requests, AMC estimated that it lost at least $64 million in revenue. A
                              Mobility Command official stated that they used a conservative estimate of
                              the flying hours per mission to calculate the lost revenue and, therefore, the
                              estimated revenue not earned due to unavailable aircraft is probably
                              understated.


Parts Shortages Also Have     Although we did not perform a review of Air Force’s readiness in terms of
Potential Adverse Impact on   contingency deployments, we found indications at the bases we visited that
                              parts shortages have the potential to adversely impact their ability to
Contingency Missions
                              effectively accomplish contingency missions. Air Force base officials said
                              the impact that parts shortages would have on contingency deployments is
                              difficult to determine and depended on a variety of factors, including the
                              (1) number of squadrons a base would be required to deploy, (2) number of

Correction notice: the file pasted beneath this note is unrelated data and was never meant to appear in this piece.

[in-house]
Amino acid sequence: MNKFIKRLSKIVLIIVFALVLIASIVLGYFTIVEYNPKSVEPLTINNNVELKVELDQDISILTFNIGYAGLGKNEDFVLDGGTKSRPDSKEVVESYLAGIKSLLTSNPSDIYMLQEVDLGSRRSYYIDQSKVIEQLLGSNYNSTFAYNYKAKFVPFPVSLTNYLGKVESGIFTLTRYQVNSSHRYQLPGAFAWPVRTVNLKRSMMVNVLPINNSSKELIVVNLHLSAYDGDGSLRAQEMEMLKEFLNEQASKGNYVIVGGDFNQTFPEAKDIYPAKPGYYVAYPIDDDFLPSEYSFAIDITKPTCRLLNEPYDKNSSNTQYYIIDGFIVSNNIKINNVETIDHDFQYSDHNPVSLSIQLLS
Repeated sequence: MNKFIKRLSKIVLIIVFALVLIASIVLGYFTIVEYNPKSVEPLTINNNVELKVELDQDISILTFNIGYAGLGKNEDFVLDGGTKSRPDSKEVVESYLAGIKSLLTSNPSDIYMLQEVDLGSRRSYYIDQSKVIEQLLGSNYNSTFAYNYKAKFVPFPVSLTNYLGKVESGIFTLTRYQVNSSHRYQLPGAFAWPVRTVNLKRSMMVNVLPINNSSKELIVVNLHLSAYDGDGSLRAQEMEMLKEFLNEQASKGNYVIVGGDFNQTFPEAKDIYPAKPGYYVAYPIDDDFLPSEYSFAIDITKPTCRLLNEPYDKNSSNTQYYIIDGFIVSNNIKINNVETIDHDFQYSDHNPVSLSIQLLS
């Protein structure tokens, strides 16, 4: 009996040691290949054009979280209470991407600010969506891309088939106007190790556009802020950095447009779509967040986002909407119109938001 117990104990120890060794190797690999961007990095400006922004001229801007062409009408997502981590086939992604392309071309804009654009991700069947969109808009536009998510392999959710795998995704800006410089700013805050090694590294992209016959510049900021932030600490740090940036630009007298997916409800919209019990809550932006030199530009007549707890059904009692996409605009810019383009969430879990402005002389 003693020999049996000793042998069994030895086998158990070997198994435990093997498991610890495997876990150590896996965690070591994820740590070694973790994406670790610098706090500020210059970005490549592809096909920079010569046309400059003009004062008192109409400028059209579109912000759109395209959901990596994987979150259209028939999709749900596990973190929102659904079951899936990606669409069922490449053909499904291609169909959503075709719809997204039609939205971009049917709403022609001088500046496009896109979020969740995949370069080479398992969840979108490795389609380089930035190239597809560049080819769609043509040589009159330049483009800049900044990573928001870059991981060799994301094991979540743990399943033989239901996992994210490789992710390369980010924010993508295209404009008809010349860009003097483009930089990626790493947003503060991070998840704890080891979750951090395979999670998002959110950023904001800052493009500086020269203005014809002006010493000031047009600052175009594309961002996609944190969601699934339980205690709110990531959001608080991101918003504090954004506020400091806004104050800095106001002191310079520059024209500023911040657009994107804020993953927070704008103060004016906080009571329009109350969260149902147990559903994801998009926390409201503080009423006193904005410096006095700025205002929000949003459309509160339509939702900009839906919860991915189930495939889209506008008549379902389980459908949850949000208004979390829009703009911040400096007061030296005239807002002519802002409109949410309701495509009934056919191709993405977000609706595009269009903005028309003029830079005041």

aircraft to be taken, (3) number of sorties to be flown and the duration of
                              the sorties, and (4) location of the deployment. At some bases, officials
                              stated that sending one squadron would not present much of a problem,
                              but that sending two or more would be more difficult to do. Officials at one
                              base stated that parts shortages have a definite impact on their ability to
                              respond to contingency missions. Similarly, officials at another base stated
                              that parts shortages were their most significant problem regarding
                              readiness.



Conclusions                   Mission capability rates reported for major Air Force aircraft have declined
                              significantly over the last 8 years. Further, more specific analysis on three
                              aircraft—the B-1B, F-16, and C-5—shows similar trends as well as
                              significant increases in cannibalization rates and the use of supplies
                              intended to support deployed operations. At some Air Force bases, this
                              situation has adversely affected maintenance operations as well as aircrew